On Wednesday 10th February, the Arts & Humanities Digital Skills & Creative Arts event saw four panellists gather to discuss the growing value of digital skills to the cultural and creative industries. Marcela Kopytko was one member of this panel discussion. I followed up with her after the event to discuss how her studies at King’s prepared her for her future, and to gain advice for students who aspire to join the Creative Industries.
Marcela Kopytko is a User Experience Designer and Researcher; in other words, an expert focused on interaction between real human users, like you and me, and everyday products and services. Marcela undertook King’s College London’s MA Middle East and Mediterranean studies course between 2009 and 2010.
Since graduating Marcela has held several positions inclusive of Research Executive at Research & Consulting at Repucom, Freelance Designer at Inter-Cultural Youth Exchange, Freelance User Researcher for Kantar Millward Brown and Director for From Data to Insights. Most recently Marcela has joined the start-up company Go Instore, where she works as a Senior UX Designer, driving the product development of video-powered retail and humanising the digital shopping experience.
Thank you for agreeing to answer a few questions for me. Firstly, Why did you choose the MA Middle East and Mediterranean studies course? And why at King’s College?
Before joining King’s College I completed MA in International Relationships at Wroclaw University, and been offered an opportunity with the Polish Embassy in Tel Aviv. It was an admin role and I found it a bit repetitive, so I thought it would be much more exciting to become a diplomat instead. But with the fierce competition and no connections in Poland, I knew I need to improve my English proficiency first before submitting diplomatic application. I thought there’s no better way to do this than doing another MA program in the UK. I knew it would be very difficult with my barely advanced level of English, but I felt that I need to give it a try. I would either swim or drawn, I thought. And so I’ve decided to study what I was genuinely interested in, Middle East and Mediterranean region. It seemed like a great idea to expand my knowledge in conflict resolution, and with my not-so-great English at that time, I was hoping I would be a little bit more familiar with the subject of this program. Soon after that I’ve discovered that two of my tutors were Irish – it took me a good month to get used to their accents 🙂 King’s College was, and still is, one of the top universities in the world. It has a great reputation, fantastic tutors, so initially that was my reason for choosing it. I absolutely loved studying at King’s. In fact three years after completing my MA I was still studying there, in Modern Language Centre, this time working on my French, Spanish and Italian.
I noted during the A&H Digital Skills & Creative Arts Panel discussion that you appear to favor working for start-up companies. Why is this? and how did the MA or your time at King’s help you prepare for these roles post-graduation?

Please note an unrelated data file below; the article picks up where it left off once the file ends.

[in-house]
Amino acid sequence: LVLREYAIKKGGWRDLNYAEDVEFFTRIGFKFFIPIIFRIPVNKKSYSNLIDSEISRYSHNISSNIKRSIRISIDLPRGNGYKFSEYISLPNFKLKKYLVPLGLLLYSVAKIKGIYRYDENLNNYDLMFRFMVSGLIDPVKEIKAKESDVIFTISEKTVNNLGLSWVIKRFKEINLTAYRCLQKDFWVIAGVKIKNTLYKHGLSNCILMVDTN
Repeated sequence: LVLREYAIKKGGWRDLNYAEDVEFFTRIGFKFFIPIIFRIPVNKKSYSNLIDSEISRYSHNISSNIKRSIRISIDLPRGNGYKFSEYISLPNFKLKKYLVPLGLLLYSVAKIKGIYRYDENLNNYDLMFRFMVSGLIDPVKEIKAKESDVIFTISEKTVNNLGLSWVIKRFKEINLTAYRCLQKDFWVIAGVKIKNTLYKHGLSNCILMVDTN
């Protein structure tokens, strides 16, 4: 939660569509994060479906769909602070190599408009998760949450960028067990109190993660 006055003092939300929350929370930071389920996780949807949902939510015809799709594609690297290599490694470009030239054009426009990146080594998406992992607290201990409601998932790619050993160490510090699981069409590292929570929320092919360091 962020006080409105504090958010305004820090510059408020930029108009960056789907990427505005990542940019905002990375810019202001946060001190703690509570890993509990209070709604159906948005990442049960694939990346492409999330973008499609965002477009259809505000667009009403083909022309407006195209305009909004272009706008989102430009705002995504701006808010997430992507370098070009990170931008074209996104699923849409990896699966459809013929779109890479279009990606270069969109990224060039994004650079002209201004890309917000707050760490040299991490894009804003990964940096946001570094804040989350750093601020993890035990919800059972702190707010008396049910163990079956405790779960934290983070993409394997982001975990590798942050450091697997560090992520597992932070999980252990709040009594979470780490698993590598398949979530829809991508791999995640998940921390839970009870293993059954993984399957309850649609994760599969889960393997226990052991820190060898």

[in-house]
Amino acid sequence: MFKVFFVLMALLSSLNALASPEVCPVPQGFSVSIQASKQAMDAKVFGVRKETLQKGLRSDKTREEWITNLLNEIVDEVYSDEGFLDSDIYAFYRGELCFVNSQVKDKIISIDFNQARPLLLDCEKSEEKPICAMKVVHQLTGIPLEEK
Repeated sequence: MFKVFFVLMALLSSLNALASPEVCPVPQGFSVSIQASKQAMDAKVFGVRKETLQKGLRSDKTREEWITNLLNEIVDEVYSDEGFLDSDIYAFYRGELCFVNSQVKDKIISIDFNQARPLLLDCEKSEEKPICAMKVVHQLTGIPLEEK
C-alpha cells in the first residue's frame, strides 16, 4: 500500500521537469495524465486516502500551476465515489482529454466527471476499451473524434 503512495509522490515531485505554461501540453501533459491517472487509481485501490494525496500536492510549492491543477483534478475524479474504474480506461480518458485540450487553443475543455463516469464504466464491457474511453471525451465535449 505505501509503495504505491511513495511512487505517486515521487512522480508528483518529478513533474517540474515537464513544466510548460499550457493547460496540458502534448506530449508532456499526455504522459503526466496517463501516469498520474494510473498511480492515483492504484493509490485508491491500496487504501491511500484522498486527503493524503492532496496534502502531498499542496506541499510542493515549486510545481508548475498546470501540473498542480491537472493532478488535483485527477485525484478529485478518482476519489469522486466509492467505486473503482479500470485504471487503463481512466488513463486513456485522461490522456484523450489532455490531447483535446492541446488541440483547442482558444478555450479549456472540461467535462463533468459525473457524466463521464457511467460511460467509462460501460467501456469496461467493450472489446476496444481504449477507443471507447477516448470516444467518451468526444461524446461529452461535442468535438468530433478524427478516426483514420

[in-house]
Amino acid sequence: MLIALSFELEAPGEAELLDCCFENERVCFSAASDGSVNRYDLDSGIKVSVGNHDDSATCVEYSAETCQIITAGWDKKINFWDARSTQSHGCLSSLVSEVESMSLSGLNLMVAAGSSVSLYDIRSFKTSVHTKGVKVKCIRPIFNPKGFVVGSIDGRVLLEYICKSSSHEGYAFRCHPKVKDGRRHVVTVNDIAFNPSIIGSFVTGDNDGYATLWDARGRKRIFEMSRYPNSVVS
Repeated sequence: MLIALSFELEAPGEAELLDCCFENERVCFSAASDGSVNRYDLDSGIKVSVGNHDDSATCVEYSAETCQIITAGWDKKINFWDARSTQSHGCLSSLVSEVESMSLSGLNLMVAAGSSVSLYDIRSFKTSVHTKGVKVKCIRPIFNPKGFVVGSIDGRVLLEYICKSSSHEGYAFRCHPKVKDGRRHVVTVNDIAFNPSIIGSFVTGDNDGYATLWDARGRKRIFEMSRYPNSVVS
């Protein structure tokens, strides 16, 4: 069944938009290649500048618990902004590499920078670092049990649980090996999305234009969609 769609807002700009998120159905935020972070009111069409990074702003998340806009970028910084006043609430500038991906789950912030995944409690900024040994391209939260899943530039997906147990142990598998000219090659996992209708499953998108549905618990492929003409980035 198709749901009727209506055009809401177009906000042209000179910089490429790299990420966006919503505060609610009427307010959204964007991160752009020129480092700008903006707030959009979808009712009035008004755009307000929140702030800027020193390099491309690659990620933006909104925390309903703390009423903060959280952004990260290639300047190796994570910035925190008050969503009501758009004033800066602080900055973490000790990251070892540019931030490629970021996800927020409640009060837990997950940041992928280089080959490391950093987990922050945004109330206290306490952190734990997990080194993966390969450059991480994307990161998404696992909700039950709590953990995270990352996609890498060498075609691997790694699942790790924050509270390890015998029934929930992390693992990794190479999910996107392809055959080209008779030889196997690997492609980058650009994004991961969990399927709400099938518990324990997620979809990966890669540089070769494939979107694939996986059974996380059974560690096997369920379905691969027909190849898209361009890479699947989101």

I’ve experience working with both small start-up companies (3 to 10 people) and big corporations. What I’ve noticed is that due to a very agile character of start-up companies you have the opportunity to wear multiple hats, think outside of the box, learn to prioritise, be creative, resourceful, decide on your own what will have the most impact with the last amount of effort on the product / service you’re working on. This doesn’t happen in big companies, where things have already been defined, there’s a certain structure and much bigger constrains for your decision-making process. You’re more likely to work in the same role for a longer period of time (I’ve met people working 20 years doing the same thing!) If that doesn’t scare you, then I would say go for the big companies. But if you’re like me, want to be creative, committed to continuous learning, particularly in digital world where things are changing so fast, than start-up companies could be your perfect opportunity to do just that. Create work that you are proud of everyday. And if you’re not decided and would like to experience it for yourself first, try freelancing instead. There’s plenty of Junior freelance roles which are not only better paid than perm but also give you the first insights into company without the need to commit to a longer contract. The MA program at King’s definitely helped me to think outside of the box. It’s been a very different experience to the MA program I’ve done in Poland. I was encouraged to come up with hypothesis, different scenarios and always ask ‘why’. This is very similar to what I’m doing in my daily work at the moment.
If you could give any advice to students currently enrolled on a course at King’s, but with aspirations to join the Creative Industries, what would it be?
Experiment with different things. Do things that you love, and do them often. Be creative everyday. It may not make sense now, but the dots will connect as you move forward. Consistency is the key. Do the work everyday. And don’t listen to haters. I’ve been told many times that, e.g. I won’t ever get in to the top university in Poland (I did), in UK (I did), get an internship with the Embassy (I did). I also had doubts myself if I’ll ever use the multitude of seemingly unrelated interests like digital art, research, copywriting, psychology, and make money of it (spoiler alert, I did!) So keep going for your dreams.
Finally, name something exciting that you are currently working on or have planned for the future
I’m currently working on a dating app (hopefully you’re next favourite!). The project is in its final research discovery phase. I feel very excited and connected to this idea as I’ve personally experienced dating burnout. The goal is to design a product that will help people make great decisions in their dating life, so they can build great relationships.